Seeing Is Believing

Originally published in , October 2007

Think Like an Architect is a refreshingly personal book. Though it clearly fulfills its intention to “communicate ways to give the necessary care to designing buildings that’s needed to enhance the quality of life for the people who live with them as well as the environment around them,” it is also a warm and intimate story of the life and career of its author. Through his own gimlet-eyed observations, experiences, anecdotes, and storytelling, Hal Box weaves a critical tale about buildings and cities-always with an eye to how we can make them better.

The book is written in the first person as a series of letters to friends and colleagues on various topics. They recount Box’s own trajectory through architecture, beginning with his introduction to building in Miss Klimer’s first-grade class and his own decision at age 15 to become an architect. He fondly recalls his days as a student at the University of Texas studying under Martin Kermacy and Hugo Leipziger-Pearce. He describes the work and ideas of his early heroes and mentors like David Williams, Sam Zisman, Charles Granger, O’Neil Ford, and Harwell Hamilton Harris. He gives a detailed chronology of his own early career as a practicing architect, including a charming account of taking and passing the registration exam and a description of the intense decade he spent establishing an influential young firm in Dallas with James Pratt.

Box also recounts his extraordinary academic career in architecture, including his role in founding the School of Architecture at the University of Texas at Arlington and his 16 years of deanship at the University of Texas at Austin. He savors his collegiality in the latter role with scholars and designers like Anthony Alofsin, Michael Benedikt, Kevin Alter, and Charles Moore, who have clearly influenced his thinking and perspectives.

But Box is clear about the dire need for more knowledge of architecture, particularly among “amateurs,” if that thrill is to be engaged and if the built environment in our own era is to be substantially improved. And that is the point of the book as well. This is an excellent primer, offering basic lessons about the field of architecture and a key to understanding its importance as well as its seductive allure.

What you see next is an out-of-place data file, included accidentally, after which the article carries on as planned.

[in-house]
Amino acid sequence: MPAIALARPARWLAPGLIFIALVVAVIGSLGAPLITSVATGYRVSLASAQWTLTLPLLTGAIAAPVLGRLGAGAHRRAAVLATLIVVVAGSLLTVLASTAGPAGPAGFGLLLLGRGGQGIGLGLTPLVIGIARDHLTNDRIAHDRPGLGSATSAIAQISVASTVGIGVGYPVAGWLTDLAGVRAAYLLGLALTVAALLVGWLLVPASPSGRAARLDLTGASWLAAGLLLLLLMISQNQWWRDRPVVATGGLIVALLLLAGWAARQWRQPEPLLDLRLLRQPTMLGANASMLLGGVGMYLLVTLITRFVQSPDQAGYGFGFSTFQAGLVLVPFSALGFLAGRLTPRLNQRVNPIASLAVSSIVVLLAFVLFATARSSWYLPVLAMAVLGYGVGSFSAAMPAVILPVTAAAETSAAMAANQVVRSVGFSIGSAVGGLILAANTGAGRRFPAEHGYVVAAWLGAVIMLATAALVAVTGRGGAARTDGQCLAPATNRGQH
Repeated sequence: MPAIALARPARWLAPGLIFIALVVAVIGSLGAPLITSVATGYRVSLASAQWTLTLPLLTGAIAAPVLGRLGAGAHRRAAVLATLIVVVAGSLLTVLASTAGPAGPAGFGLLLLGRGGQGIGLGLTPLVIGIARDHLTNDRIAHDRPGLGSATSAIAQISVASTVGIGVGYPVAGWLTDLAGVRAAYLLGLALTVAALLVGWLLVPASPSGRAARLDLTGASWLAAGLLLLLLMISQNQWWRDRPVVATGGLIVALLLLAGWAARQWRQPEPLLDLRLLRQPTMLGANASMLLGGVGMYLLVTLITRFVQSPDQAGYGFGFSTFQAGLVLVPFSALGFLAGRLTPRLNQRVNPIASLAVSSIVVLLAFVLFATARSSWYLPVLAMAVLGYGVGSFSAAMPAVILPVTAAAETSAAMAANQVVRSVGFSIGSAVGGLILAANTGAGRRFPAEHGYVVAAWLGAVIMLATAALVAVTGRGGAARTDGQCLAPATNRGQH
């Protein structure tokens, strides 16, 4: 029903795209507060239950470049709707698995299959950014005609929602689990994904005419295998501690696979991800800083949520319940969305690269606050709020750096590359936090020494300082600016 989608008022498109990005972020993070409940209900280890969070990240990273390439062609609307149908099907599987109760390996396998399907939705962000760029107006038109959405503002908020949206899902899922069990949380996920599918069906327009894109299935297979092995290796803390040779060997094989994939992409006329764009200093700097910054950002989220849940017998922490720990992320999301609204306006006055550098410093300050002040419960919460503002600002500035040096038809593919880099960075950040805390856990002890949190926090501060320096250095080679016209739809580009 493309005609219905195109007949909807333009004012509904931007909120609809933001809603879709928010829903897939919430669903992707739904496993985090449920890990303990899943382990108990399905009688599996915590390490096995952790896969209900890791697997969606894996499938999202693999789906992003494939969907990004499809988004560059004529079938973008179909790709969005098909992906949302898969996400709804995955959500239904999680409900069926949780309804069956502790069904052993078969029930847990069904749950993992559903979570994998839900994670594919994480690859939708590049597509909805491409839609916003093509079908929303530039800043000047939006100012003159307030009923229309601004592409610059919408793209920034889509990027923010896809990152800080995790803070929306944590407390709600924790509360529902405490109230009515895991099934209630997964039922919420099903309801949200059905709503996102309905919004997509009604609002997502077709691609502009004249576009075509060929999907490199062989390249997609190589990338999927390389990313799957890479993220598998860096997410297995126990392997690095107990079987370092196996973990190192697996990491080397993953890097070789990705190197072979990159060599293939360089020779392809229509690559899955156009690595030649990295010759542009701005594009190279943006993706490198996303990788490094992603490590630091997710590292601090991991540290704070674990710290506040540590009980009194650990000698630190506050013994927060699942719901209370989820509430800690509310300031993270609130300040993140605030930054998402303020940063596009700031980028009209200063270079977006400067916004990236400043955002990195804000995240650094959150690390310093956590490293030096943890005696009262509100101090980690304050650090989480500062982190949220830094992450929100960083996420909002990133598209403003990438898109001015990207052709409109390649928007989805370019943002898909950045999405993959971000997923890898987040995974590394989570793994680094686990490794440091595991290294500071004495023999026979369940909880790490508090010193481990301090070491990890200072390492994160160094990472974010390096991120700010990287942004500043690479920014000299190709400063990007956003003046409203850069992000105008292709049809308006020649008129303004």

Three of Box’s lessons are particularly poignant. Early in the book, in a chapter called “Dreaming and Seeing,” he suggests “ten ways to explore and understand a building.” For those with little experience in thinking about architecture, this is an essential first lesson. Step by step, the author walks the reader through a building, suggesting ways to really look at architectural forms and spaces. He asks the reader, as a student of architecture, to pay particular attention to construction methods, materials, history, and context-key issues that might not occur to the novice.

A second very cogent lesson comes in the middle of the book in a chapter titled “Making Architecture with an Architect.” In 10 short pages, Box delivers a strikingly comprehensive description of what is involved in being an enlightened architectural client. He covers mundane things like fees, contracts, procedural relationships between owner/architect/contractor, and what is involved in various phases of architectural services. But he also gives sound advice on slippery topics like how to select an architect and how to pace the design process in terms of critical decision making. Coming from the perspective of someone who has had a lot of experience being a client for significant projects as well as being an architect, Box offers a savvy, balanced point of view.

An impressive third lesson comes in the chapter “Making Connections,” at the end of the book. Here, complex issues of city planning and urban design are dealt with clearly and in plain language that will make good sense to almost any reader. Box asks the question, “Can a city, historically laid out to sell real estate as a laissez-faire enterprise, pull itself together into an urban form that facilitates wonderful places to live and work?” He sees this as the fundamental urban design challenge of our era and provides a compelling argument for a very different alternative to the pervasive American sprawl city.

In an often autobiographical style, Hal Box has done a “memory download” of all the collective wisdom he has gained about the field of architecture during a long, productive career. Written without jargon, but with evident enthusiasm and affection for the field, this book is engaging and easy to read. It is almost like sitting around a dinner table in Box’s current home, in San Miguel de Allende, and listening to the ruminations of an architect with extraordinary experience, charm, and passion.

Thinking about Life as an Architect
Originally published in , October 2007